Attitude of Veterinary Students to Cadaveric Dissection in Teaching and Learning Veterinary Anatomy in the Caribbean

Reda Mohamed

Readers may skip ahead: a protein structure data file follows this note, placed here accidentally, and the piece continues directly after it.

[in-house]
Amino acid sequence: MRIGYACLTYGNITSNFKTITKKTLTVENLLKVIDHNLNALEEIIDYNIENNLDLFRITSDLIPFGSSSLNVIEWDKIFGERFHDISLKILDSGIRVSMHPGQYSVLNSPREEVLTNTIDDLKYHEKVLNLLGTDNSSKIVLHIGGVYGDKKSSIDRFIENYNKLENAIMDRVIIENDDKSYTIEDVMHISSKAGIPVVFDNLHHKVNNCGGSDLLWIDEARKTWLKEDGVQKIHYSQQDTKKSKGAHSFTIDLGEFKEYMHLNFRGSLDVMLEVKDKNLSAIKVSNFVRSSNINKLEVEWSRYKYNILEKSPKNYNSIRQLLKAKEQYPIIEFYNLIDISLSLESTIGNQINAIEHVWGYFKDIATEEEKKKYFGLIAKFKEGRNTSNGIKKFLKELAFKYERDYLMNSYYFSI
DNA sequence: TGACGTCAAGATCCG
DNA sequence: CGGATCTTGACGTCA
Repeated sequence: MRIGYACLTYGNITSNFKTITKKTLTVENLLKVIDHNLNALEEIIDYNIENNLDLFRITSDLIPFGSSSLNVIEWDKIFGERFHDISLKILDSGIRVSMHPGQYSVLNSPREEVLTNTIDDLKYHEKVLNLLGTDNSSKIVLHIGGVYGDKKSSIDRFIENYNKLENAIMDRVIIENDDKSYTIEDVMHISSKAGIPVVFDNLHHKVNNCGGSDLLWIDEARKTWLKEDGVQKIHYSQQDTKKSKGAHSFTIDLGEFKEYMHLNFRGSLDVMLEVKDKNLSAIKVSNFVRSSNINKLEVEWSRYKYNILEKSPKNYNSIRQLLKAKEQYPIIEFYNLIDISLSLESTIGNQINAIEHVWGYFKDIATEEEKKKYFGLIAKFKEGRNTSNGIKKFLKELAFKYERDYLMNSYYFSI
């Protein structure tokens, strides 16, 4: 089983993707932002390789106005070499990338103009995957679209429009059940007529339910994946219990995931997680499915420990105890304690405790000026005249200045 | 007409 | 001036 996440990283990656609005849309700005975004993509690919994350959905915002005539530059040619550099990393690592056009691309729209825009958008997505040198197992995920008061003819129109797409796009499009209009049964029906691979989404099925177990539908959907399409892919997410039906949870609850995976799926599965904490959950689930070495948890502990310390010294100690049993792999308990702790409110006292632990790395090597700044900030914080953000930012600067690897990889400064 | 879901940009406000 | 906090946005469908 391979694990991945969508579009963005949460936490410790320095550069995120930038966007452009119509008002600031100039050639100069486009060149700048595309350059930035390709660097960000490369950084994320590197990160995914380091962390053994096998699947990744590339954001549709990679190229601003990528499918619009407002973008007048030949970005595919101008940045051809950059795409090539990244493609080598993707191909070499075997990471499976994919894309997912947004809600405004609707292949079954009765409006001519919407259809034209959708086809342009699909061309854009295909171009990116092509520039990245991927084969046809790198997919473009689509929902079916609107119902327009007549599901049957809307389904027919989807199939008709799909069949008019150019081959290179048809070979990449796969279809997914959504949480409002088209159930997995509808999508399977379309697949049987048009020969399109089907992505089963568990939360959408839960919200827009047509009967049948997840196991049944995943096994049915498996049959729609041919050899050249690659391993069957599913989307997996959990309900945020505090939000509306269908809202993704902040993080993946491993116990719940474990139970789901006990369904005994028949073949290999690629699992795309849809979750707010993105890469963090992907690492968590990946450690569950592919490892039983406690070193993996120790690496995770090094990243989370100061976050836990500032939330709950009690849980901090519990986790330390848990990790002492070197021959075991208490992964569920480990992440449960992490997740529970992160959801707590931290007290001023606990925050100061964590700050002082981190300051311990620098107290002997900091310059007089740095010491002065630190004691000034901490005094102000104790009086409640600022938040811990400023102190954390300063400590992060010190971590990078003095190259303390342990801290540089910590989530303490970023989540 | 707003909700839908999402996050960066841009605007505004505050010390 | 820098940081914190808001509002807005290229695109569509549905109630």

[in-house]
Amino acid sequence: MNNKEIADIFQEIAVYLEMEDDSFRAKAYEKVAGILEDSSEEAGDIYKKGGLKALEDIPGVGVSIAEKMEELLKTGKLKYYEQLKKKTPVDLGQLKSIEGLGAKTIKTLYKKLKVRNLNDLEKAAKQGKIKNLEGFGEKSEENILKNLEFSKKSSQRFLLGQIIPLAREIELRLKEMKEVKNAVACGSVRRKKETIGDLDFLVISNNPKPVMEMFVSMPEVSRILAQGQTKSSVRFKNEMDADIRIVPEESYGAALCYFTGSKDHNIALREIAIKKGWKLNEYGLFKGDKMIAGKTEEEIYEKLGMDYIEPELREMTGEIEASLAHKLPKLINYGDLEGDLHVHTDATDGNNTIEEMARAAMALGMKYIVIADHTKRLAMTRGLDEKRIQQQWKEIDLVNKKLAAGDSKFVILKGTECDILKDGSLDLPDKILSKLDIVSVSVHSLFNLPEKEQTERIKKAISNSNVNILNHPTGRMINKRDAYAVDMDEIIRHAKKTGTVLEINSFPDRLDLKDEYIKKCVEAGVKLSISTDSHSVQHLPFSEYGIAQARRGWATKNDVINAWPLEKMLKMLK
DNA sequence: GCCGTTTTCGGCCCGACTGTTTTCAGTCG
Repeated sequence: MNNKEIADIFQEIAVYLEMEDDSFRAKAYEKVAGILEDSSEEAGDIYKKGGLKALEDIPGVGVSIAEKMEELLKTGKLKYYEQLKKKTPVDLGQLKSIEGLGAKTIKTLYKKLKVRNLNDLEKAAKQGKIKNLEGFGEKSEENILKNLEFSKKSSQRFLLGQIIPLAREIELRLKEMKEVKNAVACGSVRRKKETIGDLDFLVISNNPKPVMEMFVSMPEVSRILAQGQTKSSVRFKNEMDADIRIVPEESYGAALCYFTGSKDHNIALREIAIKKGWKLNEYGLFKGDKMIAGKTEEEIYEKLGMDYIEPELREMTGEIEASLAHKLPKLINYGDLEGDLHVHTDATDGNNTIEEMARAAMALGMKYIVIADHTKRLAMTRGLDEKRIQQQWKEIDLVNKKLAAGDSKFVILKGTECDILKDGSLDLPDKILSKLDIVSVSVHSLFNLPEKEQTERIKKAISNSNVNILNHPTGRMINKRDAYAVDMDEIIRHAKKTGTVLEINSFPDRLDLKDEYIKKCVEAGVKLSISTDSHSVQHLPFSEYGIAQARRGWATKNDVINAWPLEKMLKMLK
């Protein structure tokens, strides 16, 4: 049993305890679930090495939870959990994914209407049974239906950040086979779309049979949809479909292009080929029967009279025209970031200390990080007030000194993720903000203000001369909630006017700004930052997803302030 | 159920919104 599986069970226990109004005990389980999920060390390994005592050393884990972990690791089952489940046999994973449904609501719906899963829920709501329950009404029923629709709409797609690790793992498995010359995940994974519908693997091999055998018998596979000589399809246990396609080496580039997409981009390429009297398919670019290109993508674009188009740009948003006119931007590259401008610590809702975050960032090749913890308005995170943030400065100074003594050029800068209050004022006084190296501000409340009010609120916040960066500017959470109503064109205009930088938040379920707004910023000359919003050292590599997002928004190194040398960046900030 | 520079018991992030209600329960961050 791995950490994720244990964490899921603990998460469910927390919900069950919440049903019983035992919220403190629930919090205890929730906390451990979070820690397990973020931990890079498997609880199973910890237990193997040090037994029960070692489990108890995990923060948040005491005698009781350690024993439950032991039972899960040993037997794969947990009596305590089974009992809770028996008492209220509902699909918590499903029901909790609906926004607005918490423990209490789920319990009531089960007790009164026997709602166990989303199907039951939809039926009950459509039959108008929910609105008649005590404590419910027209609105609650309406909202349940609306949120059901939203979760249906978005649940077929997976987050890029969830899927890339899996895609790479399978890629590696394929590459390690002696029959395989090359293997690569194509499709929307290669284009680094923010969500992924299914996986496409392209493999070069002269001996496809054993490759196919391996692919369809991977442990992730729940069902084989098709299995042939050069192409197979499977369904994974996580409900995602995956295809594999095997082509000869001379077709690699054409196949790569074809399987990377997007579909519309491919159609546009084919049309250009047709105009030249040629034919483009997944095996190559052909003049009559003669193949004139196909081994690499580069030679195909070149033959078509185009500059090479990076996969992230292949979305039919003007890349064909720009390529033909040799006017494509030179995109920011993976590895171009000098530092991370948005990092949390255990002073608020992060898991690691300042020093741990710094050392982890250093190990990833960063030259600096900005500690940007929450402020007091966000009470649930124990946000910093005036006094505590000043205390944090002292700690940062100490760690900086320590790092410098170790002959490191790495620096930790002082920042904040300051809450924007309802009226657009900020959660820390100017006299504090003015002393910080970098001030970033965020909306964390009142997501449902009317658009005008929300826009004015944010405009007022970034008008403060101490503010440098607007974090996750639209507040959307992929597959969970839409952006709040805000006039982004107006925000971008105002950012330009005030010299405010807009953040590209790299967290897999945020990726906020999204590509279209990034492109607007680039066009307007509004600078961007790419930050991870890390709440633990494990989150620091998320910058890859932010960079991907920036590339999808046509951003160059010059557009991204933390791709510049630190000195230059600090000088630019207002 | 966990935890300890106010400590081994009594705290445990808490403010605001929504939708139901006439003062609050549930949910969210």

Teaching practical veterinary anatomy using animal cadavers poses many challenges. The aim of this study was to evaluate the attitude of veterinary students towards animal cadaver dissection as a learning and teaching tool for veterinary anatomy. The study sample comprised of 57 students who passed the veterinary anatomy courses at school of veterinary medicine at The University of the West Indies, Trinidad and Tobago. A questionnaire with 13 close-ended questions was prepared and distributed to the students. The results were collected and analyzed. The results showed that most of the students agreed about the importance of dissection of animal cadavers in teaching, learning and studying of veterinary anatomy. They preferred to dissect animal cadavers over the use of prosected specimens during practical sessions. As the former one allowed more hands on interaction with real structures and organs as well as the development of practical skills necessary for actual surgery. On the hand, most of the students disagreed with replacing the animal cadavers with plastic models or using computer assisted demonstrations. This study concluded that animal cadaveric dissection is an effective method of teaching in delivering veterinary anatomy knowledge and in developing surgical skills.

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